¶ 6 Defendant testified that he was not told that he was under arrest until he was later apprehended. He said that Cook told him to "get out of here," so he left the premises.

¶ 7 The defendant was tried for criminal damage to property and escape. He was found not guilty of criminal damage to property, but convicted of escape. He appealed.

¶ 8 ANALYSIS

¶ 9 On appeal, the defendant argues that his conviction should be reversed because he was never in lawful custody. In essence, he argues that Cook failed to acquire sufficient control over his person to put him into custody.

¶ 10 First, we must decide the appropriate standard of review. Ordinarily, when a defendant challenges the sufficiency of the evidence supporting his conviction, the relevant inquiry is whether, when viewing the evidence in the light most favorable to the prosecution, any rational trier of fact could have found the elements of the crime beyond a reasonable doubt. People v. De Filippo, 235 Ill. 2d 377 (2009). However, the defendant argues that we should review this case de novo because we are interpreting the term "custody" as used in the escape statute. 720 ILCS 5/31--6(c) (West 2008).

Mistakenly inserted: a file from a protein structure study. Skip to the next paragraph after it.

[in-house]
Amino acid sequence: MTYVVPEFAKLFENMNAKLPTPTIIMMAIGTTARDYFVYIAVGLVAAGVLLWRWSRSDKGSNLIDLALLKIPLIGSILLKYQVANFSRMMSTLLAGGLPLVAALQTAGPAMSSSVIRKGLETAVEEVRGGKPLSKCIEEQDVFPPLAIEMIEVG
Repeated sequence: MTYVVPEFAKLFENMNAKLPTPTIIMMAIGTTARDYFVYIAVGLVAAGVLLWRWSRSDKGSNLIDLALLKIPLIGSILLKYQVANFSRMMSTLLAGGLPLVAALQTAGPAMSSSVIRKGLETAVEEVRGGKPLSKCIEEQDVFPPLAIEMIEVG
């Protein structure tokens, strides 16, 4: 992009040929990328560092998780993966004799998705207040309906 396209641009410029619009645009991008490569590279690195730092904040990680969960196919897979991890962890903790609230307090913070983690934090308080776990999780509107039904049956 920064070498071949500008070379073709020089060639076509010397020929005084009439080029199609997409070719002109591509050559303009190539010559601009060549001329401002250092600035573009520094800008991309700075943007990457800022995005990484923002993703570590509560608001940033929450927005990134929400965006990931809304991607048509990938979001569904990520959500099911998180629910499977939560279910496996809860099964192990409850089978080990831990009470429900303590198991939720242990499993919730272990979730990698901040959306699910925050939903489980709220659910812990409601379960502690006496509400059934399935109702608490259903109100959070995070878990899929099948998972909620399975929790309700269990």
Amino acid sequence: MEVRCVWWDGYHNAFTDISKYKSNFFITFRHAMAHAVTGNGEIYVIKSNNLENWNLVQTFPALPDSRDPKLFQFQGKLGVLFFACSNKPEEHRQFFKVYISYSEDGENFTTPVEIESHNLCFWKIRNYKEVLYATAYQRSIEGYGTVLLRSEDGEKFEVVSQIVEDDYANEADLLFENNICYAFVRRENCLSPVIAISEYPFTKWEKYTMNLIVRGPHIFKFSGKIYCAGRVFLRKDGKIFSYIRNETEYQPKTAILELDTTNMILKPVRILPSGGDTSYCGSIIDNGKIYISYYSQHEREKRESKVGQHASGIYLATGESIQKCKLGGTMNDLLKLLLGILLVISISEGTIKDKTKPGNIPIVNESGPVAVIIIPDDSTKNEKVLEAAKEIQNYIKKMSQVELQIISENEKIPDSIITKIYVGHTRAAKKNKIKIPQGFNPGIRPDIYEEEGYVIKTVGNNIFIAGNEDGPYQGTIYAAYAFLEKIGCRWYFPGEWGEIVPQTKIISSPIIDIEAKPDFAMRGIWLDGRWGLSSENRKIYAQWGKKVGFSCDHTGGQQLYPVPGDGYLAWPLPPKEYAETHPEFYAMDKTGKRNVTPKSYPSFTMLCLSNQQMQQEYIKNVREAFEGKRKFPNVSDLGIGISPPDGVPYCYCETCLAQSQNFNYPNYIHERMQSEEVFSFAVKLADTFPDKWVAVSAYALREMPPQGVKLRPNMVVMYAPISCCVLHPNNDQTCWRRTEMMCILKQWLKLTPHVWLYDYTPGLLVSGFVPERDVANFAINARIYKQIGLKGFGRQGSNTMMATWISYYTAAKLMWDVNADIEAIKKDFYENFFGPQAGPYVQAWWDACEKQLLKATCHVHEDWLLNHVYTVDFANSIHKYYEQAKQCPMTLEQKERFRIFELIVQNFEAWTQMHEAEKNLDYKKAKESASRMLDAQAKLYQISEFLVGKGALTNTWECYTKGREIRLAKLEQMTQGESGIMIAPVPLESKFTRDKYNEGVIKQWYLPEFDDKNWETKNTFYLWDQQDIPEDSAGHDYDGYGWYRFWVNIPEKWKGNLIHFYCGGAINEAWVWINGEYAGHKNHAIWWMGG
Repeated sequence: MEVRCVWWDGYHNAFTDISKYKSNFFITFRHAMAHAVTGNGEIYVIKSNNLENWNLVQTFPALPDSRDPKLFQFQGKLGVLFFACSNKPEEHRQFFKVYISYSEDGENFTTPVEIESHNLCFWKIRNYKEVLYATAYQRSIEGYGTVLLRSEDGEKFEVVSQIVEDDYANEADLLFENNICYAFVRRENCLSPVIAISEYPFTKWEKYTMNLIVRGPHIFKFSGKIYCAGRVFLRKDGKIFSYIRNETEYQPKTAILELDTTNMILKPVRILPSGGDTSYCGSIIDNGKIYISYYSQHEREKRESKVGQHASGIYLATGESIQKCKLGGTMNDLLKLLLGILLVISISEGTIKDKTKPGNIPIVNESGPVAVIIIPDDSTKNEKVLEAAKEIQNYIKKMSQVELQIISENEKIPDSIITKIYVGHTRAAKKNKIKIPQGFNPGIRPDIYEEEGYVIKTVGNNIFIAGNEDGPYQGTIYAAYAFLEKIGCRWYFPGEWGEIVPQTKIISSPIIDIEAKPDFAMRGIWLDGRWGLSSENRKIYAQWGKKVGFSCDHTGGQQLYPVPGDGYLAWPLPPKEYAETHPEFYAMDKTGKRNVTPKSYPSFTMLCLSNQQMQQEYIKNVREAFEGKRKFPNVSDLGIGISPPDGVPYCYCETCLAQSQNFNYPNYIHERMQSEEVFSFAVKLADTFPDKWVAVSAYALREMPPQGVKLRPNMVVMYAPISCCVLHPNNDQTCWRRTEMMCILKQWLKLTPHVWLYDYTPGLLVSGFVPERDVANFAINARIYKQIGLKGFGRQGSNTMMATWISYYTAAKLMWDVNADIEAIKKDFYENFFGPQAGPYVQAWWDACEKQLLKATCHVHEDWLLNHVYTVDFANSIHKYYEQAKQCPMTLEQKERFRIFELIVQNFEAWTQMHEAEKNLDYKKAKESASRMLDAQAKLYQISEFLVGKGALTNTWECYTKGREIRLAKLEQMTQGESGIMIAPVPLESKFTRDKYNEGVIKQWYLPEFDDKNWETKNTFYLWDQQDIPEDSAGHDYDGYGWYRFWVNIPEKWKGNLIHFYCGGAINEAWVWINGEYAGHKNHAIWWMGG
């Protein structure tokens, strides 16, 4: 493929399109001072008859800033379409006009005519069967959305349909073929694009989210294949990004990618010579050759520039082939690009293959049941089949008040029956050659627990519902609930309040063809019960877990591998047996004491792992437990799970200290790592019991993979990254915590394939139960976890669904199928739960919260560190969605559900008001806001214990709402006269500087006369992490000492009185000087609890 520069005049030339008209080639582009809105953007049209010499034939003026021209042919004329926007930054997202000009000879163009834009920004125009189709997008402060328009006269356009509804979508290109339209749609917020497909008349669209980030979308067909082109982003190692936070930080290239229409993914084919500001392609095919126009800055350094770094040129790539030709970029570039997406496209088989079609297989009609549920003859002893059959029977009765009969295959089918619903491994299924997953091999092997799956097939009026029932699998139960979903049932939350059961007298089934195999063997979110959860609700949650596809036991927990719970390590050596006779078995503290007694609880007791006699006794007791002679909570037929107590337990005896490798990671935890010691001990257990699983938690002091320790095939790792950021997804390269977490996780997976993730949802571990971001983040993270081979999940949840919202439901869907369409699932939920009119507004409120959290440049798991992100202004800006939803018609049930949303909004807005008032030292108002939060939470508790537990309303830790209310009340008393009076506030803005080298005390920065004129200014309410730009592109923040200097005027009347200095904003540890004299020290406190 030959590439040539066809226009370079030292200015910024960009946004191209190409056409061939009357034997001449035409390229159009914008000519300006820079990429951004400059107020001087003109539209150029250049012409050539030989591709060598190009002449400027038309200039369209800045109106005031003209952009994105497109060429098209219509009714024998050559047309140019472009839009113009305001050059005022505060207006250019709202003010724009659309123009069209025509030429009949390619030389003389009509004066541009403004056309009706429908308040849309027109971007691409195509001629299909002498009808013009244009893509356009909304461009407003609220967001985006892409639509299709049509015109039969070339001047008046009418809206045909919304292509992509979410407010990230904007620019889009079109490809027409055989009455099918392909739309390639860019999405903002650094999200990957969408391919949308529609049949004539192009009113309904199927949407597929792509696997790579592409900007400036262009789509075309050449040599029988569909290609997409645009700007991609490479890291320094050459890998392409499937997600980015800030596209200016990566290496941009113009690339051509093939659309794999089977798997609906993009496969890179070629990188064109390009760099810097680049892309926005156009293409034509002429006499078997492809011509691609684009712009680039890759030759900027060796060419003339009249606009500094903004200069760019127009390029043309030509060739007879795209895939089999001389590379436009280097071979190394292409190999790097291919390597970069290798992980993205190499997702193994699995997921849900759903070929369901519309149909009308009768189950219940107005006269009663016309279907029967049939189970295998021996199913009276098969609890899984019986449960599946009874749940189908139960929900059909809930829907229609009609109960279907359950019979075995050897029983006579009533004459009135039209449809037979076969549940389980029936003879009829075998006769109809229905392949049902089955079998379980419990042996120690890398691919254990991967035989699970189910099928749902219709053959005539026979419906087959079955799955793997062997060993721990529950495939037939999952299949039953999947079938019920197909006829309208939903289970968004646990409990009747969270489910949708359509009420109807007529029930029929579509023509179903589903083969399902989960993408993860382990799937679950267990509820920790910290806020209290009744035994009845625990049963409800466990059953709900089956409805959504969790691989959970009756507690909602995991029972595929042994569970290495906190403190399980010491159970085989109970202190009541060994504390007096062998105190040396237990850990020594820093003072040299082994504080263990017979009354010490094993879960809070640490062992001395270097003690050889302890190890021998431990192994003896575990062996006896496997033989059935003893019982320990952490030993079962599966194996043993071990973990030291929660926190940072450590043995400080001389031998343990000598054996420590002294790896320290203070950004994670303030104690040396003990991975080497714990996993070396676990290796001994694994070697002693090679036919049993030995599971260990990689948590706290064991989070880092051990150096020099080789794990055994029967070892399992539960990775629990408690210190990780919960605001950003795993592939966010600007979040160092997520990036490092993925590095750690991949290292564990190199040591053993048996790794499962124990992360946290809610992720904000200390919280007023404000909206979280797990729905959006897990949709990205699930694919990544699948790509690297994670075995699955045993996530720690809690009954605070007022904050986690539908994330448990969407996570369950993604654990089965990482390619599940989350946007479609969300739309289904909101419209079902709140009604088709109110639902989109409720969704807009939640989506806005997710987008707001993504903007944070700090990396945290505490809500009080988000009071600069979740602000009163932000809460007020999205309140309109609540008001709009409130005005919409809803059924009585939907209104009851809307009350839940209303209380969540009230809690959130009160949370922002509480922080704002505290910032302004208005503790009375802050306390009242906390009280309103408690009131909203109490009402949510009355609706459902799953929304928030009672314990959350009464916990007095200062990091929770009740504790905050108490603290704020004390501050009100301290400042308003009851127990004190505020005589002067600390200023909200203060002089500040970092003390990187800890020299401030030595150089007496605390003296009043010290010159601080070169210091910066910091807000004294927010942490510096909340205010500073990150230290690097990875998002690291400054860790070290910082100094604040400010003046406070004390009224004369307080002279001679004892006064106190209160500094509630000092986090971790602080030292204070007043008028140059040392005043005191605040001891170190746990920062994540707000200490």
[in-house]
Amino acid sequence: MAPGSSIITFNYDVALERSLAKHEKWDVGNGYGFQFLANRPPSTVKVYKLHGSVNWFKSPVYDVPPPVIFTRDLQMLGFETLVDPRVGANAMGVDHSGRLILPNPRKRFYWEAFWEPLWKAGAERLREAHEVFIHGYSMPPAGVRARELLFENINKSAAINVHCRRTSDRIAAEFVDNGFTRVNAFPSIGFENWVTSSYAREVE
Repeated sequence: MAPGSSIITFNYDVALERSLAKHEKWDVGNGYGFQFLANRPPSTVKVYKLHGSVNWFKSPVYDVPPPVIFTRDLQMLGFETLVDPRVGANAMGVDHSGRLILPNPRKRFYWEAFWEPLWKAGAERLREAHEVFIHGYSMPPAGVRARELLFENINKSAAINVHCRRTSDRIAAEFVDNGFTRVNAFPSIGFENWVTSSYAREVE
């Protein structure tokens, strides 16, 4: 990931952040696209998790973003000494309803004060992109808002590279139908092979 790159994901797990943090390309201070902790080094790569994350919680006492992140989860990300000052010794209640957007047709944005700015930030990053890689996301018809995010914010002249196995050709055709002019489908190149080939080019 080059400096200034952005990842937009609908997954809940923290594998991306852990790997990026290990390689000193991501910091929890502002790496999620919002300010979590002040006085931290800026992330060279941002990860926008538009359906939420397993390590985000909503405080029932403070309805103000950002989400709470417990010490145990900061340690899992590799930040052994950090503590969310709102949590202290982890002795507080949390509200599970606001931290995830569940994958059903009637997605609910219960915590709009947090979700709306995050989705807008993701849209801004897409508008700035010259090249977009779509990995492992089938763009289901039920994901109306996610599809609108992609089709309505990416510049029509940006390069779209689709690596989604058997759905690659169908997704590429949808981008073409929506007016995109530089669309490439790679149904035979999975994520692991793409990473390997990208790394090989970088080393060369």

¶ 11 We do not find that this case involves a matter of statutory interpretation. Instead, the defendant's conviction is dependent upon whether the officer exercised a sufficient amount of control over the defendant. People v. Brexton, 343 Ill. App. 3d 322 (2003). We will, therefore, uphold the conviction if any rational trier of fact could have found that the defendant was in lawful custody. However, as a practical matter, the record before us is sufficient to affirm the defendant's conviction under either standard of review. People v. Johnson, 396 Ill. App. 3d 1028 (2009).

¶ 12Turning to the merits of the defendant's argument, the statute at issue provides:

"(c) A person in the lawful custody of a peace officer for the alleged commission of a felony offense or an act which, if committed by an adult, would constitute a felony, and who intentionally escapes from custody commits a Class 2 felony[.]" 720 ILCS 5/31--6(c) (West 2008).

The statute does not provide a definition of lawful custody, and no definition appears in either the Code of Criminal Procedure of 1963 (the Code) (725 ILCS 5/100--1 et seq. (West 2008)) or the Criminal Code of 1961 (720 ILCS 5/1--1 et seq. (West 2008)). When interpreting the term custody under the escape statute, Illinois courts have focused on the amount of control the officer had over the defendant at the time of the arrest. See Brexton, 343 Ill. App. 3d 322.